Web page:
On the block 

Another planned community up for sale

The Arizona-based company that is building Avimor, a large development along Highway 55 between Boise and Horseshoe Bend, has put its Idaho property and projects in Utah, New Mexico and Arizona on the auction block.

Suncor Development Company's board of directors voted on March 27 to sell off its home building, planned community and golf course properties in the face of mounting debt and a grim real estate market.

The decision is very recent and details have not been worked out, though Suncor's parent company, Pinnacle West, indicated in a Securities and Exchange Commission filing that the sale would go through in 2009, with operations at its existing properties discontinued in the next few months.

"It's not like there are any offers on the table, there are no suitors," said Bill Woodward, a spokesman for Suncor, reached by phone Monday at the company's gleaming Tempe, Ariz., office. "It would be preferable if there were one buyer that would purchase all of the Suncor communities."

The director of Suncor's Idaho operations did not return numerous phone calls, but Avimor's public relations consultant said that the news will not affect the local management team or the master plan for Avimor.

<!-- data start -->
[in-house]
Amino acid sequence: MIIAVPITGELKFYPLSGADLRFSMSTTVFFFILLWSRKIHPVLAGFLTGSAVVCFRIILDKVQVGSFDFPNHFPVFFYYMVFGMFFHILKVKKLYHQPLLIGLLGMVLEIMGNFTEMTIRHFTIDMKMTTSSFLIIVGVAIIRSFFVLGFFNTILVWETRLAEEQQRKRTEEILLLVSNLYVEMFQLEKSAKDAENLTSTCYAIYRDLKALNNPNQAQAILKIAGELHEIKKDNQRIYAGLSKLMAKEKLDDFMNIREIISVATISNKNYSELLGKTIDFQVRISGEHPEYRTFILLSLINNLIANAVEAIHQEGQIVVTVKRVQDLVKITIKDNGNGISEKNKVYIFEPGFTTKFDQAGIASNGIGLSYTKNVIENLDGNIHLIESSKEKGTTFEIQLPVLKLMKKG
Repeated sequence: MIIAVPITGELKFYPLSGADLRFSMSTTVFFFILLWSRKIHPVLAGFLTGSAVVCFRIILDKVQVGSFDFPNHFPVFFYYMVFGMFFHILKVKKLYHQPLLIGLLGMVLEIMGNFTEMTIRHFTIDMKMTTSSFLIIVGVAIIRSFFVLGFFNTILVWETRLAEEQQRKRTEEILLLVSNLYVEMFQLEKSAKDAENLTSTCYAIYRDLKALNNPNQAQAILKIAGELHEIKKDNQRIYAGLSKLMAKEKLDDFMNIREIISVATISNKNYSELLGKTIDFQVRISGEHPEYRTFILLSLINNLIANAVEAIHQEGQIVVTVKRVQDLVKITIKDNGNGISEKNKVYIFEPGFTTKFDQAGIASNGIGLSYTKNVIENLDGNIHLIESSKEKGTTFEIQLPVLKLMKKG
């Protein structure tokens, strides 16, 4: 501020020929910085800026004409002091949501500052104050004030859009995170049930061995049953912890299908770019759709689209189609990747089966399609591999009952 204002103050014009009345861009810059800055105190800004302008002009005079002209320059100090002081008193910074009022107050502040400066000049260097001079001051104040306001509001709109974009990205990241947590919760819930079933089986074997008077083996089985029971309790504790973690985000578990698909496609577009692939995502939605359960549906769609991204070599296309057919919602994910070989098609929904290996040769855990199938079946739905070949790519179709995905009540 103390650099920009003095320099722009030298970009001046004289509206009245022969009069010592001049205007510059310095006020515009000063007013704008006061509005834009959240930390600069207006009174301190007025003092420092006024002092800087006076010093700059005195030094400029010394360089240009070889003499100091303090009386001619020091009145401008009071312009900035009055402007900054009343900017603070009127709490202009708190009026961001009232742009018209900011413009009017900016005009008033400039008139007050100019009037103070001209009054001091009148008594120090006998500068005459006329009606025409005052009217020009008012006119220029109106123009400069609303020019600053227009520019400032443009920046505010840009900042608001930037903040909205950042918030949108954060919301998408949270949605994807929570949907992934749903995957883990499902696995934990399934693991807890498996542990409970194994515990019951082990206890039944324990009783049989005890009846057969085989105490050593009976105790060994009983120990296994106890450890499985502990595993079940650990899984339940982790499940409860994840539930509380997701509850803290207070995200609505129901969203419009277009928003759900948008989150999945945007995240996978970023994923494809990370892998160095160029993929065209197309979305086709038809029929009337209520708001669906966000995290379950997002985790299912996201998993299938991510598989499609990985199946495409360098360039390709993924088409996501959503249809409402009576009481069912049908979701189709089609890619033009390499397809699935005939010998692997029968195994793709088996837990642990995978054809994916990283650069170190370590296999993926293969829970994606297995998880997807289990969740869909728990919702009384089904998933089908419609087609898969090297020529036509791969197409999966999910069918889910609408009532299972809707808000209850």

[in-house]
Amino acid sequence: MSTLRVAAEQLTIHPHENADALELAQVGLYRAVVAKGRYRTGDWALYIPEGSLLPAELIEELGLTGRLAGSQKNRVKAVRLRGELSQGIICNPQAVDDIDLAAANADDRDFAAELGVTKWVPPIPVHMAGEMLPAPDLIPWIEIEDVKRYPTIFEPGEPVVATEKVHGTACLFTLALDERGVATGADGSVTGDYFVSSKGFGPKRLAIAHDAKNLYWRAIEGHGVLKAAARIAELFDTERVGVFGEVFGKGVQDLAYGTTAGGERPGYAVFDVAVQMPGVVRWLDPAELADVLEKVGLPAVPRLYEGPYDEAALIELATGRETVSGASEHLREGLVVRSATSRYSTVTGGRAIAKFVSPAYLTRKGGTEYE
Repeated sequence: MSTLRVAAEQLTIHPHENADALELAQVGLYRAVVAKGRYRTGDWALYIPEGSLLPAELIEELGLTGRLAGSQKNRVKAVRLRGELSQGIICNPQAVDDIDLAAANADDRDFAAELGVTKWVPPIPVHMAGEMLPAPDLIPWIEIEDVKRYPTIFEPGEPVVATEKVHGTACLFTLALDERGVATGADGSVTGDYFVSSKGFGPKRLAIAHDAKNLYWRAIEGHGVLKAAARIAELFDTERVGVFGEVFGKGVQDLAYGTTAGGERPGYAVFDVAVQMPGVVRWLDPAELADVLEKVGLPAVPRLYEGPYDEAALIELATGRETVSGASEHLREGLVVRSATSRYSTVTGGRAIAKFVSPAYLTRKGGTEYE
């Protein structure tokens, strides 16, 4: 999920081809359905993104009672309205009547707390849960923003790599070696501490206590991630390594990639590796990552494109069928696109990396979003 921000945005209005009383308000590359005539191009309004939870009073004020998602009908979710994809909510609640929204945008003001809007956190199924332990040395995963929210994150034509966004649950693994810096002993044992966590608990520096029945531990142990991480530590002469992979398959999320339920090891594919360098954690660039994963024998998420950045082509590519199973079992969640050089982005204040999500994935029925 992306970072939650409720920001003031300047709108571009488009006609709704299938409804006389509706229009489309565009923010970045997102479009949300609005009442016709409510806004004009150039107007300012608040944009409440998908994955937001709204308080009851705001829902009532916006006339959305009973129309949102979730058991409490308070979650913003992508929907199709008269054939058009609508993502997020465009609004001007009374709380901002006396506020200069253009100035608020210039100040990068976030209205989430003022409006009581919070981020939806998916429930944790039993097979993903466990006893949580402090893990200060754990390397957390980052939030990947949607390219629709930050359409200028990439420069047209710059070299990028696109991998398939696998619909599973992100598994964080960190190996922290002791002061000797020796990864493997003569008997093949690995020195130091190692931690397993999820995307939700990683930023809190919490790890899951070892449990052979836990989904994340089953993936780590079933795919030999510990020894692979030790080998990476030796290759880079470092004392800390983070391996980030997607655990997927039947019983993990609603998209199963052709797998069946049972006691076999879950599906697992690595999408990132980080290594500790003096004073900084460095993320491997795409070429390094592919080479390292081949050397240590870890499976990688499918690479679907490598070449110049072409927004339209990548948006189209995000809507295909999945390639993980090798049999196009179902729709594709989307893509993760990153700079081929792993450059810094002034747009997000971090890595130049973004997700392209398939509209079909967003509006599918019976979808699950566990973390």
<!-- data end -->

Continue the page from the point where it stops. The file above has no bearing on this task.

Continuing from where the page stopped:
"It will be business as usual," said Craig Carter, a marketing director at Scott Peyron and Associates.

Of the 684 homes that Ada County approved for Avimor's first phase, 28 building permits have been issued. Some of those permits have not yet broken ground.

Carter said about 10 homes have been sold, but the county assessor responsible for Avimor only had evidence of three sales. And at least 22 Avimor homes are listed on the Multiple Listing Service, including one rental.

In the past year, Avimor has offered homes for trade, and ReMax West associate Phil Hoover, who is listing homes at Avimor, said three trades were made before the developers ended the program.

"It really wasn't a very good way to go," he said, adding that the values of the trade-in homes—all in the Treasure Valley—kept dropping before the deals could be sealed.

Though sales have been sluggish, the company has put in some roads and begun construction of a community center. Bike trails on the development's 23,000 acres are accessible to the public and maps are available at the Avimor office, Carter said.

Open space and public trails were a major part of Avimor's sales pitch to the county.

"The current company has been, all things considered, pretty good on the wildlife front," said Tony Jones, a Boise economist who testified against the development.

Jones said he predicted that Avimor would not be able to sell enough homes to be profitable, but he thinks an investor may be willing to buy up the development's assets for the right price.

"It kind of stops the bleeding for the existing company," he said.

The developers of Dry Creek Ranch, another planned community south of Avimor that has yet to win entitlements from the county, is also on the market.

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